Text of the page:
Twenty years of leaving and you never knew the reasons
James spent quite a lot of his time in trains during the recording process of The Great Western, moving between homes and recording locations. Traveling in general is a huge part of his life, being a member of a band who are internationally known and do a lot of touring both in their own country as well as over the world, plus his heart being in his home Wales while his current life revolves being in London a lot of the time. Much of The Great Western’s words were apparently written during his numerous train trips, which also inspired the album’s name and artwork. Émigré is the pseudo-title track (The Great Western is namechecked in the opening lines) – although, in an amusing coincidence, it’s also one of the tracks where the lyrics are co-written by his buddy John Niven rather than solely himself.
Émigré is all about passage. There’s naturally the passage of distance, the traveling theme that repeats throughout the lyrics. But even more importantly it’s about the passage of time: hair’s changing colour, time goes on and the big questions of life remain as confusing as ever. But no matter how much time molds us and changes the world around us, there’s always the constants: there may be a new bypass route to go but it takes you to the same old home where you came and decades may roll but The Great Western – the train journey you’ve used all your life – always stays the same. The weary words of a long-traveling man on his way home; some of Great Western’s best words.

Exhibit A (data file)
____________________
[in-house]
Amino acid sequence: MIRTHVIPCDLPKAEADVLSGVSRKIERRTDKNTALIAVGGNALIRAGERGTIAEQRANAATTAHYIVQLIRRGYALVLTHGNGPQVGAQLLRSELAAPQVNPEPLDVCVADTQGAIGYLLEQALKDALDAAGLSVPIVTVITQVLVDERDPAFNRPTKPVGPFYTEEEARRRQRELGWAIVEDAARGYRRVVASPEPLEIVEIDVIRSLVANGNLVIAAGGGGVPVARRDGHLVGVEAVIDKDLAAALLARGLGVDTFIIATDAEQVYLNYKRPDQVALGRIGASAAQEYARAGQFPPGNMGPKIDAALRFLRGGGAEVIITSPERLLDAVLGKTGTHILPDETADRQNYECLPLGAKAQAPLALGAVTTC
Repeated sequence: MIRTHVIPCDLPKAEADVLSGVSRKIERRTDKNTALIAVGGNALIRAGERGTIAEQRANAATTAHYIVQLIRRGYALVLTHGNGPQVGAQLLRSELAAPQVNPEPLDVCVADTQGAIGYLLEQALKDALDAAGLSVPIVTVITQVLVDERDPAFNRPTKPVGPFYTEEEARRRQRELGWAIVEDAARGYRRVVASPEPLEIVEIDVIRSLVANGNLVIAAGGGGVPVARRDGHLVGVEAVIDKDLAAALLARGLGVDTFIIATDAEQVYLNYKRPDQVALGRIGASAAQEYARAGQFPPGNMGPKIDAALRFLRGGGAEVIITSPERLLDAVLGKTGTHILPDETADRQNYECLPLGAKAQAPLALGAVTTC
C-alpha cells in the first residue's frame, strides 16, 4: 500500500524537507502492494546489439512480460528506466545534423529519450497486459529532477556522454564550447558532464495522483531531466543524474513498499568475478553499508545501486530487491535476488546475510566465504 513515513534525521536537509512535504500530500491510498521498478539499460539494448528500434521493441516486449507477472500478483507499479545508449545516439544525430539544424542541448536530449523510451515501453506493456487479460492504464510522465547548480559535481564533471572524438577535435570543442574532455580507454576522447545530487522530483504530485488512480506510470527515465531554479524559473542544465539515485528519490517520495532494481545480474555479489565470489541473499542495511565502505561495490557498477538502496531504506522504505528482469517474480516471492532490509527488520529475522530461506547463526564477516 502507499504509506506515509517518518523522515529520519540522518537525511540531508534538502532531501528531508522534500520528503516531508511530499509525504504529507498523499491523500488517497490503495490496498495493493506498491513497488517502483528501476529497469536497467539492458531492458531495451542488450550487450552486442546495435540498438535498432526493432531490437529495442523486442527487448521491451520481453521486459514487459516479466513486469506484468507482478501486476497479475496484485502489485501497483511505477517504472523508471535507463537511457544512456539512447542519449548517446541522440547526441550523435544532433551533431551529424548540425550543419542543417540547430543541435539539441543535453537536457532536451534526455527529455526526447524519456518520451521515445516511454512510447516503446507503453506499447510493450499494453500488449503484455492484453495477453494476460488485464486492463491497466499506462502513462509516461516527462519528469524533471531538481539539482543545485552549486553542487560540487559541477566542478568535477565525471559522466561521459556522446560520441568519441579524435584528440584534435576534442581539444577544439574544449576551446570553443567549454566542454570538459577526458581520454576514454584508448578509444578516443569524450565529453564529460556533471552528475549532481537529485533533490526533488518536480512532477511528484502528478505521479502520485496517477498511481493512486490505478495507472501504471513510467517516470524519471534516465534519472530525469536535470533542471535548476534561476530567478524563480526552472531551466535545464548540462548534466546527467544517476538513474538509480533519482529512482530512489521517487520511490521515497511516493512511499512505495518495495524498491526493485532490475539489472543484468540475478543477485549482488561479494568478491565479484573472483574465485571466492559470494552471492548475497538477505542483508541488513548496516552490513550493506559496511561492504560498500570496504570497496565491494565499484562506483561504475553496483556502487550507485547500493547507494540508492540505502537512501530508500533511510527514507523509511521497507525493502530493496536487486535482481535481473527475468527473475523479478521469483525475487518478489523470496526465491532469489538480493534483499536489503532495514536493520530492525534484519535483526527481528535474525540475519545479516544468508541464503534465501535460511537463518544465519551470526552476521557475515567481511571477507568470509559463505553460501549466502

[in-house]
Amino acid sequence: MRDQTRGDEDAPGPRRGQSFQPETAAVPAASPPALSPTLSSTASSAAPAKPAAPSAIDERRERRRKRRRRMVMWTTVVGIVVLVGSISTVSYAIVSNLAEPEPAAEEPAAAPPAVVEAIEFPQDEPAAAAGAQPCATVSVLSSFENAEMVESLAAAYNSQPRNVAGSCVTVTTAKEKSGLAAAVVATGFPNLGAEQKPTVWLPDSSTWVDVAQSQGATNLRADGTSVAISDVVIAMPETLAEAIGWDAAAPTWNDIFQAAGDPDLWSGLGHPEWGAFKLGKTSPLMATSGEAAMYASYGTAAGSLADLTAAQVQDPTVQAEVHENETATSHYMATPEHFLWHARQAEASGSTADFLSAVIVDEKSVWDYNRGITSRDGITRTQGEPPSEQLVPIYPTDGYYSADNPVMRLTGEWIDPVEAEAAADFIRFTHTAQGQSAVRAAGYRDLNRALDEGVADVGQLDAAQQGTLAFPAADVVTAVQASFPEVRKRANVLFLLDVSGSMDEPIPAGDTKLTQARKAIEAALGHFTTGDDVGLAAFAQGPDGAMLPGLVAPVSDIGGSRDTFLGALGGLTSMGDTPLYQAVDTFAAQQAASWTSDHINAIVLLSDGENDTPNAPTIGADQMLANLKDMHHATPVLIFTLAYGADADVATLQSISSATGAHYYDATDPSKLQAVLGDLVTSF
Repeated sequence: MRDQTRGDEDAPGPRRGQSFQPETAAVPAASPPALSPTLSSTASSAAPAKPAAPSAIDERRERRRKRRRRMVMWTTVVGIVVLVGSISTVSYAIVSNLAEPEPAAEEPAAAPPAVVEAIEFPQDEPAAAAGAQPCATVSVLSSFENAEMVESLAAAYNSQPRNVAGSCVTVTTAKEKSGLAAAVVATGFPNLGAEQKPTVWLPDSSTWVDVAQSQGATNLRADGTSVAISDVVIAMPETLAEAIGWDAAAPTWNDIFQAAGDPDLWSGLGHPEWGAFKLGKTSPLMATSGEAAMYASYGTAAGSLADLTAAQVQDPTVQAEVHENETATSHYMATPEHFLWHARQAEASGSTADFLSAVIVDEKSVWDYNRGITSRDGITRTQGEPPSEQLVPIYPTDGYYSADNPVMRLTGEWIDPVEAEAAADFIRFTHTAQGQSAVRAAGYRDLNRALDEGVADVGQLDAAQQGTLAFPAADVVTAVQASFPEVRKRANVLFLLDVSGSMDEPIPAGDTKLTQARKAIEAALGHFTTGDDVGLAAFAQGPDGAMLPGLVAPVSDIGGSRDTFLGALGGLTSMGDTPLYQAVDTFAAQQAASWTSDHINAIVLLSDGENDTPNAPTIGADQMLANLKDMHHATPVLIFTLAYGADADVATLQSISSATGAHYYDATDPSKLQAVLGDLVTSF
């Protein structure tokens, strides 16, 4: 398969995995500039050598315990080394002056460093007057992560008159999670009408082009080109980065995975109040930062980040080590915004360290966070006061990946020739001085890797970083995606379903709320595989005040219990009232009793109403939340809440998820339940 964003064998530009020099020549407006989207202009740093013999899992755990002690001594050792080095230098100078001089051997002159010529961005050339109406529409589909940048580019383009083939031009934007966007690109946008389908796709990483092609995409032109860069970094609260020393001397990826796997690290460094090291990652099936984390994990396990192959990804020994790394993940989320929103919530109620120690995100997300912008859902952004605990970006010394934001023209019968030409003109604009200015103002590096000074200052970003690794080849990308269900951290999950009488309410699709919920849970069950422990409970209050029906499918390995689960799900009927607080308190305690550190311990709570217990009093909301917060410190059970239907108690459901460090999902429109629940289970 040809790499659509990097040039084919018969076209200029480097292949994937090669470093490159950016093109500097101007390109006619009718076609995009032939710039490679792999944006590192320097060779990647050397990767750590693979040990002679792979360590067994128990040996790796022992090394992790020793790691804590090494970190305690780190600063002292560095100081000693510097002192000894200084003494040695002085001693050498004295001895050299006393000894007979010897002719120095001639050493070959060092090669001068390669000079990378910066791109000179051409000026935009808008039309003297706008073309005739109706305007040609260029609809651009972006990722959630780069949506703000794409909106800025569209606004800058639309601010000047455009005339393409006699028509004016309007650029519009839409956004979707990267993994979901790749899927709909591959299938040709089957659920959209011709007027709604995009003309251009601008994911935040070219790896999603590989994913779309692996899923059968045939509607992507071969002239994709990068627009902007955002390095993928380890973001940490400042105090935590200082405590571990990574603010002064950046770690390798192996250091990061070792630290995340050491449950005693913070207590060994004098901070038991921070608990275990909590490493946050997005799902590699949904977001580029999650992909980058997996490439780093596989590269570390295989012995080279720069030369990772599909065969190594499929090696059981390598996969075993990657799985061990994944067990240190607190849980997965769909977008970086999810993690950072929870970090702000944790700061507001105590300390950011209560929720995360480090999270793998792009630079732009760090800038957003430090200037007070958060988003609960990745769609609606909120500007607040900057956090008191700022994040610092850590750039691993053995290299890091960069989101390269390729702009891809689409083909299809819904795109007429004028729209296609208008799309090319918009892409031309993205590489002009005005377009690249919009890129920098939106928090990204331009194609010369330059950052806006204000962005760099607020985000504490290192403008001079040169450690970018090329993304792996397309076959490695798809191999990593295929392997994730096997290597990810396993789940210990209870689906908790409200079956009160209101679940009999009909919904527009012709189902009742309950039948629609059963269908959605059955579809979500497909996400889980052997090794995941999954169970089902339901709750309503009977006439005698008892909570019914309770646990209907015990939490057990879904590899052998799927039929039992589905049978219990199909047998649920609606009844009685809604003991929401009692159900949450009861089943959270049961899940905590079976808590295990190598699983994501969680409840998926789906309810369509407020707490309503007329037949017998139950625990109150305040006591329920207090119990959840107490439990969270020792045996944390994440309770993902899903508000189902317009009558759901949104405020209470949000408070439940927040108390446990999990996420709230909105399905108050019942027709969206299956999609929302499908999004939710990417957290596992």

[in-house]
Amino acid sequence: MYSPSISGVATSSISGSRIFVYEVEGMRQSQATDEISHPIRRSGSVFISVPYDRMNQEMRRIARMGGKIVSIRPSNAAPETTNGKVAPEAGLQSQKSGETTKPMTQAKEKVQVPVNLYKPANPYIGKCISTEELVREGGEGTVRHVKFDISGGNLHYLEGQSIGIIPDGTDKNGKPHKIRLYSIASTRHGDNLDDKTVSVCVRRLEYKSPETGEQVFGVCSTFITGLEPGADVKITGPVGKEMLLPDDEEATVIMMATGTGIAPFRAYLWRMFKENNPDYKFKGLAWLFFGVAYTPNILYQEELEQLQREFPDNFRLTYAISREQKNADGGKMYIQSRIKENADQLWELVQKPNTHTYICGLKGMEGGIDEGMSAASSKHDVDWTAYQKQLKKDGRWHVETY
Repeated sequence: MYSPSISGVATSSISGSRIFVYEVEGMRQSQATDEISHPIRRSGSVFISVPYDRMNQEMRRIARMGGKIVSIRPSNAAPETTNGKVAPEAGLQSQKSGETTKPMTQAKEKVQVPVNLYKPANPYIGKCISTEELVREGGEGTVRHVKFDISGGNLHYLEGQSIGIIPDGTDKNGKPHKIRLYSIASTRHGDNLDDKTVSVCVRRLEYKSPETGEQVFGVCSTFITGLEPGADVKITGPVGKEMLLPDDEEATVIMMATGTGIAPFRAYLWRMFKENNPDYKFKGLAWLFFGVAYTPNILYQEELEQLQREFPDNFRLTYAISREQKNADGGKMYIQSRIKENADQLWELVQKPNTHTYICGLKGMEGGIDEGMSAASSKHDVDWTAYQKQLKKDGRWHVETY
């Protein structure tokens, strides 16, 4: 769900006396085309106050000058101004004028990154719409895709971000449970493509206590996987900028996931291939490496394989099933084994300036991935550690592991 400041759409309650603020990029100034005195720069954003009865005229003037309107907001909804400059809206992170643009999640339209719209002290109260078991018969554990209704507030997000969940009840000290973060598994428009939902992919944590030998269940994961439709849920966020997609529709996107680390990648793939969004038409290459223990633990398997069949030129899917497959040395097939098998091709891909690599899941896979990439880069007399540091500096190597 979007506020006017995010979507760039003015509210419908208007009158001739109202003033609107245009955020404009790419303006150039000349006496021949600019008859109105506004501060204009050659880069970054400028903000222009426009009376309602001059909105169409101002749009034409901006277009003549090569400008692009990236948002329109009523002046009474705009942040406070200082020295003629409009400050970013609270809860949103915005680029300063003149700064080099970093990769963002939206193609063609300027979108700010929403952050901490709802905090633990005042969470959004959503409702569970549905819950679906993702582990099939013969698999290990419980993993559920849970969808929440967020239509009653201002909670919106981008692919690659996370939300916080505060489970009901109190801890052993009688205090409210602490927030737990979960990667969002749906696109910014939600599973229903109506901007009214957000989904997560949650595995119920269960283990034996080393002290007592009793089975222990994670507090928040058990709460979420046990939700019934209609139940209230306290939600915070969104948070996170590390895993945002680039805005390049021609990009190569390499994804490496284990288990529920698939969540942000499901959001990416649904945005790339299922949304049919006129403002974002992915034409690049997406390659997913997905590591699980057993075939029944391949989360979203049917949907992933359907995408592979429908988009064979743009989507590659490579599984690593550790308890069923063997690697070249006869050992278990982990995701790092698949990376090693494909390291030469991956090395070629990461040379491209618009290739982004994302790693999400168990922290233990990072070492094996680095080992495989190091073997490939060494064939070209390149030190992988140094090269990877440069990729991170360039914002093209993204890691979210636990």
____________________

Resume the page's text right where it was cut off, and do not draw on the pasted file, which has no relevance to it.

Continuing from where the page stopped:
It’s then only fitting that it’s also the one of the album’s very best cuts. It all starts out very modest with a low-key verse and the first chorus is a very traditionally TGW-like: some “la la la”s in the background, catchy melodies, all that. All very excellent-like, mind you. The song quietly intensifies during its length and after the second chorus it just kicks the boost in full: the ripping solo and the vocal harmony that accompanies it in launching the song into a new stratosphere, James tearing the hell out of what is in its essentials the same chorus but now with 100% more intensity fired up behind it. One of those endings that grab you by the neck and give you shivers when you hear it. In that sense it’s James’ own If You Tolerate This: a fantastic song that’s turned phenomenal as it reaches its second half.
There’s also a phenomenally pretty acoustic version of the song, performed either in radio or dealt for free on JDB’s official site during the album’s release (memory fuzzy here). It strips down the song to its minimum core: not even in the usual solo acoustic version but emphasising the stripped down format by removing everything but the very basic melody of the verse and rhythm of the chorus. The recording is quiet, low quality and filled with echo which makes the song sound immensely intimate and personal. It’s one dark room, James, you and the song.